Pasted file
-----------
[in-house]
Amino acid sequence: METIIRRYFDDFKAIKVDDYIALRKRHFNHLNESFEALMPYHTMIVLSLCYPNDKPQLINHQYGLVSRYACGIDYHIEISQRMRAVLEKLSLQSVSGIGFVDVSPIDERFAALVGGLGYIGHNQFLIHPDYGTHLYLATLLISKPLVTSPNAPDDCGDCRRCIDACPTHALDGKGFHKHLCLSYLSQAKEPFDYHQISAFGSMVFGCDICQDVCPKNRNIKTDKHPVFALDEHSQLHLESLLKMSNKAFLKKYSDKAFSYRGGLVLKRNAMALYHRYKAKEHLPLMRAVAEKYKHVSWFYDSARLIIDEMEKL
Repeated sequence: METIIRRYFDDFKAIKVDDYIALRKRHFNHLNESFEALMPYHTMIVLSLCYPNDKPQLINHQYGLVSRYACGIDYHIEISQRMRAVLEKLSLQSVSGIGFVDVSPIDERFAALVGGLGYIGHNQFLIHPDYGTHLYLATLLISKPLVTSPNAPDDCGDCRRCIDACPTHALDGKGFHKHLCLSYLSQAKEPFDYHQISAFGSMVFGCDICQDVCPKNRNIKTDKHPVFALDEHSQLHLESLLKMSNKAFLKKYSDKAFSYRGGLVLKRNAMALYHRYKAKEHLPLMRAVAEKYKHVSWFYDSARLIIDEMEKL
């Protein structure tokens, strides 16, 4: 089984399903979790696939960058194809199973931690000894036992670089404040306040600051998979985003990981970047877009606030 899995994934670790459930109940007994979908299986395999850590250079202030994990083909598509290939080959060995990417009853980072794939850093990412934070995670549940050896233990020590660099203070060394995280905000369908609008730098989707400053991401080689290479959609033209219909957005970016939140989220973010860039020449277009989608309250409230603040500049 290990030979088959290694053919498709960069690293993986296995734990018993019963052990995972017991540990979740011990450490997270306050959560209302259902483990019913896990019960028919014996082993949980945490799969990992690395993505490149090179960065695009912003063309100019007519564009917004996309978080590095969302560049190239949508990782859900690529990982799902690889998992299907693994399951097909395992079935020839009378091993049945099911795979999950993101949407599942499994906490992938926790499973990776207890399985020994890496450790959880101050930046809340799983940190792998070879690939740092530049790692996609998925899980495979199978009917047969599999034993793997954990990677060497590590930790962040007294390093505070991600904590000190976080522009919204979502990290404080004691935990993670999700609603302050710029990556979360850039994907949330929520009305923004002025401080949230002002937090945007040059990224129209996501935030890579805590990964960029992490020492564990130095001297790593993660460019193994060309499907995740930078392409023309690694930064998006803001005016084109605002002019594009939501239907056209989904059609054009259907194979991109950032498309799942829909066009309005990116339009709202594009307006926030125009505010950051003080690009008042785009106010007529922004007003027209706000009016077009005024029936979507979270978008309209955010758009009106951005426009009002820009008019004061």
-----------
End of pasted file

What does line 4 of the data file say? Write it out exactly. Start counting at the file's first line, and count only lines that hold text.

């Protein structure tokens, strides 16, 4: 089984399903979790696939960058194809199973931690000894036992670089404040306040600051998979985003990981970047877009606030 899995994934670790459930109940007994979908299986395999850590250079202030994990083909598509290939080959060995990417009853980072794939850093990412934070995670549940050896233990020590660099203070060394995280905000369908609008730098989707400053991401080689290479959609033209219909957005970016939140989220973010860039020449277009989608309250409230603040500049 290990030979088959290694053919498709960069690293993986296995734990018993019963052990995972017991540990979740011990450490997270306050959560209302259902483990019913896990019960028919014996082993949980945490799969990992690395993505490149090179960065695009912003063309100019007519564009917004996309978080590095969302560049190239949508990782859900690529990982799902690889998992299907693994399951097909395992079935020839009378091993049945099911795979999950993101949407599942499994906490992938926790499973990776207890399985020994890496450790959880101050930046809340799983940190792998070879690939740092530049790692996609998925899980495979199978009917047969599999034993793997954990990677060497590590930790962040007294390093505070991600904590000190976080522009919204979502990290404080004691935990993670999700609603302050710029990556979360850039994907949330929520009305923004002025401080949230002002937090945007040059990224129209996501935030890579805590990964960029992490020492564990130095001297790593993660460019193994060309499907995740930078392409023309690694930064998006803001005016084109605002002019594009939501239907056209989904059609054009259907194979991109950032498309799942829909066009309005990116339009709202594009307006926030125009505010950051003080690009008042785009106010007529922004007003027209706000009016077009005024029936979507979270978008309209955010758009009106951005426009009002820009008019004061």